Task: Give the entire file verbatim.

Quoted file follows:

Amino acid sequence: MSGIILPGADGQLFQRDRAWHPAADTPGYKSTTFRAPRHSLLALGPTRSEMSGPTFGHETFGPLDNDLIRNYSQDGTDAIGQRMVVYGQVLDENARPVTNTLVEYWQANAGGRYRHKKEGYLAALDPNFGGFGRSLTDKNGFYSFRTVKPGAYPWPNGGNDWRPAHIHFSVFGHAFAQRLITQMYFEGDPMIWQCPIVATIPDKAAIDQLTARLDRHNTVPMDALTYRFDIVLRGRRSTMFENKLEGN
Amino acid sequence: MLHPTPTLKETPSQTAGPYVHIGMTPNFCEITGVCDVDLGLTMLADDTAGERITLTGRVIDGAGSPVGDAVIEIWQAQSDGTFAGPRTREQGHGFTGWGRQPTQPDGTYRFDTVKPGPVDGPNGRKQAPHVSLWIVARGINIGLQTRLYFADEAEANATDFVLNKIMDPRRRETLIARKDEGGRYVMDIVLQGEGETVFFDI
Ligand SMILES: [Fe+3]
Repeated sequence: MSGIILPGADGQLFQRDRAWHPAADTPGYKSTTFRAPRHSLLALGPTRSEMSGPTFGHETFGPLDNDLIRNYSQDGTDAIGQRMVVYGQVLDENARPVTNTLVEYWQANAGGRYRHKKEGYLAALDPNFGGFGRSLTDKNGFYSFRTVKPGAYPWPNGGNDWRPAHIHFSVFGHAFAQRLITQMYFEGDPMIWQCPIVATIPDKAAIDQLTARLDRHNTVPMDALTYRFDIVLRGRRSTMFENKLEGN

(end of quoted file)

Amino acid sequence: MSGIILPGADGQLFQRDRAWHPAADTPGYKSTTFRAPRHSLLALGPTRSEMSGPTFGHETFGPLDNDLIRNYSQDGTDAIGQRMVVYGQVLDENARPVTNTLVEYWQANAGGRYRHKKEGYLAALDPNFGGFGRSLTDKNGFYSFRTVKPGAYPWPNGGNDWRPAHIHFSVFGHAFAQRLITQMYFEGDPMIWQCPIVATIPDKAAIDQLTARLDRHNTVPMDALTYRFDIVLRGRRSTMFENKLEGN
Amino acid sequence: MLHPTPTLKETPSQTAGPYVHIGMTPNFCEITGVCDVDLGLTMLADDTAGERITLTGRVIDGAGSPVGDAVIEIWQAQSDGTFAGPRTREQGHGFTGWGRQPTQPDGTYRFDTVKPGPVDGPNGRKQAPHVSLWIVARGINIGLQTRLYFADEAEANATDFVLNKIMDPRRRETLIARKDEGGRYVMDIVLQGEGETVFFDI
Ligand SMILES: [Fe+3]
Repeated sequence: MSGIILPGADGQLFQRDRAWHPAADTPGYKSTTFRAPRHSLLALGPTRSEMSGPTFGHETFGPLDNDLIRNYSQDGTDAIGQRMVVYGQVLDENARPVTNTLVEYWQANAGGRYRHKKEGYLAALDPNFGGFGRSLTDKNGFYSFRTVKPGAYPWPNGGNDWRPAHIHFSVFGHAFAQRLITQMYFEGDPMIWQCPIVATIPDKAAIDQLTARLDRHNTVPMDALTYRFDIVLRGRRSTMFENKLEGN